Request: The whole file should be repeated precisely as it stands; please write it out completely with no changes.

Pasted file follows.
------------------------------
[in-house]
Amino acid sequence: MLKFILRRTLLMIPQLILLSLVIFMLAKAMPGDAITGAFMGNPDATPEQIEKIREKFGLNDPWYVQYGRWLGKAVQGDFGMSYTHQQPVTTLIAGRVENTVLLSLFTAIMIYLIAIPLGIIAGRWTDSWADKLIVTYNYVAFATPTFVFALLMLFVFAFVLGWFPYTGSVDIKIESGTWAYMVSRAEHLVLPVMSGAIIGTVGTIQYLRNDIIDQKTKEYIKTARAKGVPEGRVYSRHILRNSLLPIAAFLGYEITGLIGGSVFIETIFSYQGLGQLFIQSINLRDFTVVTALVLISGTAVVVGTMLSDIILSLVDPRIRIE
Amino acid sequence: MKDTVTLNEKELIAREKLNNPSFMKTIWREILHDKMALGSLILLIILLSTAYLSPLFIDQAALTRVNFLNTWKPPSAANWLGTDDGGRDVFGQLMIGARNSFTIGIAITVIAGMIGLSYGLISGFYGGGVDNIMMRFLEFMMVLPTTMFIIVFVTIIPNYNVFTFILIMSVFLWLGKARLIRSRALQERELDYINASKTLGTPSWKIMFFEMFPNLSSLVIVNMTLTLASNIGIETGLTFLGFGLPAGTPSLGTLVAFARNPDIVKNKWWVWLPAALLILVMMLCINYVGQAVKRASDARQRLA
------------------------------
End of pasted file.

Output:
[in-house]
Amino acid sequence: MLKFILRRTLLMIPQLILLSLVIFMLAKAMPGDAITGAFMGNPDATPEQIEKIREKFGLNDPWYVQYGRWLGKAVQGDFGMSYTHQQPVTTLIAGRVENTVLLSLFTAIMIYLIAIPLGIIAGRWTDSWADKLIVTYNYVAFATPTFVFALLMLFVFAFVLGWFPYTGSVDIKIESGTWAYMVSRAEHLVLPVMSGAIIGTVGTIQYLRNDIIDQKTKEYIKTARAKGVPEGRVYSRHILRNSLLPIAAFLGYEITGLIGGSVFIETIFSYQGLGQLFIQSINLRDFTVVTALVLISGTAVVVGTMLSDIILSLVDPRIRIE
Amino acid sequence: MKDTVTLNEKELIAREKLNNPSFMKTIWREILHDKMALGSLILLIILLSTAYLSPLFIDQAALTRVNFLNTWKPPSAANWLGTDDGGRDVFGQLMIGARNSFTIGIAITVIAGMIGLSYGLISGFYGGGVDNIMMRFLEFMMVLPTTMFIIVFVTIIPNYNVFTFILIMSVFLWLGKARLIRSRALQERELDYINASKTLGTPSWKIMFFEMFPNLSSLVIVNMTLTLASNIGIETGLTFLGFGLPAGTPSLGTLVAFARNPDIVKNKWWVWLPAALLILVMMLCINYVGQAVKRASDARQRLA